PONTIAC TRANS AM 1st-GENERATION: 1969 Pontiac was late to the Pony Car Party, following the Ford Mustang (the founding father of Pony Cars) by 3 years and its own stablemate, the Chevy Camaro by a few months with its own 1967 Firebird. Ford gave the Mustang a high-performance version in the Mustang GT, starting in the Mustang’s first full year, 1965. When the Camaro launched in the 1967 model year, it was quickly followed that same year by a high-performance variant also, the Z/28. For the time being, Pontiac made do with the Firebird Formula as its highest performance version. It took until 1969 to introduce the world to first Pontiac Trans Am, which despite the name was never actually intended for Trans Am racing. It’s smallest engine exceeded the 305-cubic-inch-limit. So Pontiac settled for paying the SCCA Trans Am series a $5.00 royalty on every Pontiac Trans Am sold. It was produced in limited numbers. In a flash, the first generation of Firebirds and Camaros was over.
PONTIAC TRANS AM 2nd-GENERATION: 1970-1981
The Trans Am really came into its own during its second-generation. It took GM so long to engineer and tool up for the new Camaro and Firebird that the 1970 production near started late, curtailing 1970 production numbers. Too bad too, because 1970 was the peak of horsepower during the Golden Age of the Muscle Car, and by 1971 increasing smog regs, safety standards and unleaded gas was killing performance. Pontiac did its best to hold on to what it could, and was in fact the last of the Big 3 to mass-produce cars with big block engines. But, Pontiac wisely slanted the emphasis more toward European-style handling and really cool styling (how about that Screaming Chicken on the hood?). Chevy was so embarrassed by its crappy performance and so killed off the Z28 for one model year in 1976. Mopar was dead in the weeds by the mid-70s. Even the Corvette was wheezing around with 165 horsepower. The only real muscle car left with any balls was the Pontiac Trans Am with its big 400 V8 and gobs of good ol’ American torque.
PONTIAC TRANS AM 3rd-GENERATION: 1982-1992
The 3rd-gen Firebird and Camaro shed 500 pounds compared to the cars they replaced. Initially, engines and transmissions were carried over from the previous generation, all V8s being the 5.0 Liter (305 ci) Chevy V8. The real action started in 1985 with the introduction of Tuned Port Injection (TPI) 305 V8, with either the 700R4 4-speed automatic or a new 5-speed manual. The base Trans Am engine continued to be a 305 with a 4-barrel carb through the 1987 model year. Staring in 1988, all carburetors disappeared and the base Trans Am V8, while still the same 305, replaced the carb with a Throttle Body Injection System (TBI), which was reliable enough, but not very fast. But not matter, because in 1987 the 5.7 Liter (350ci) V8 with TPI was introduced with 230 horsepower, or 245 horses with the optional G92 package, featuring dual catalytic converters. The 5.7 was only available with an automatic, as the only 5-speed available at the time couldn’t handle the torque of the mighty 350. If you think about it, even the Corvette never got a 5-speed. They jumped straight from the 4+3 to a 6-speed. The Trans Am GTA launched in 1987 as the top-of-the-line Trans Am with premium leather interior and most of the options on normal TAs as standard equipment. The 3rd-gen was the first to feature the Firebird’s trademark hide-away headlights, a feature they would retain until the end.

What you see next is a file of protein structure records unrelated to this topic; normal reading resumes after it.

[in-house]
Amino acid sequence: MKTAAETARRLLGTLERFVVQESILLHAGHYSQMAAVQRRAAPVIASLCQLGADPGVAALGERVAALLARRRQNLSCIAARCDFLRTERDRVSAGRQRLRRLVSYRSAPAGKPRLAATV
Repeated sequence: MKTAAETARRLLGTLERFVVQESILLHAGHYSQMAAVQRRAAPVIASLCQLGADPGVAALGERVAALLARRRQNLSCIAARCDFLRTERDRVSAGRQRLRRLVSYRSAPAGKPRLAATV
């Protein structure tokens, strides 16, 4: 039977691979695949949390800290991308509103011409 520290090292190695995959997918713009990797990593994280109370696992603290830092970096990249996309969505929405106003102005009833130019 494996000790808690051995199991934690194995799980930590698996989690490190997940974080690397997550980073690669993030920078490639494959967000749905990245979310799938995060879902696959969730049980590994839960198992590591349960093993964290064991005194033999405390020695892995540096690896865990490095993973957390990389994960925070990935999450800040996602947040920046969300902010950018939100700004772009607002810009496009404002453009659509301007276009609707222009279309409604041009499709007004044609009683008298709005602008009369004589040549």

PONTIAC TRANS AM 4th-GENERATION: 1993-2002
The 4th-generation of the Firebird and Camaro were never as well-received, or sold as well, as the 3rd-generation. Maybe it was changing times, changing markets, changing demographics. It certainly wasn’t for lack of content. The 1993 Trans Am launched with a 275-horse 5.7 LT1 V8 with either a 4-speed auto or a 6-speed manual. Everything was improved, handling and performance-wise. Unfortunately, a lot of people felt that the packaging of the car made it feel tight inside, and as before the luggage area out back was hopelessly impractical. But they were fast and they handled extremely well. Engine choices closely followed the Corvette’s with ever more powerful versions being added right up until both the Firebird and the Camaro were killed off in 2002 due to slow sales. The Firebird (including the Trans Am) never reappeared. In fact, Pontiac was shuttered in 2009, a victim of GMs bankruptcy. The Camaro finally made it back however, starting with a 5th-generation in 2010 and now a 6th-gen Camaro has just been released in 2016. The Pontiac Trans Am may be gone, but it’s not forgotten.
Pontiac was still building muscle cars. The smallest engine you could get in a ’78 T/A was a 400 big block. Gold Special Edition debuts. Black & Gold “Smokey & the Bandit” paint combo continues. New T-Tops.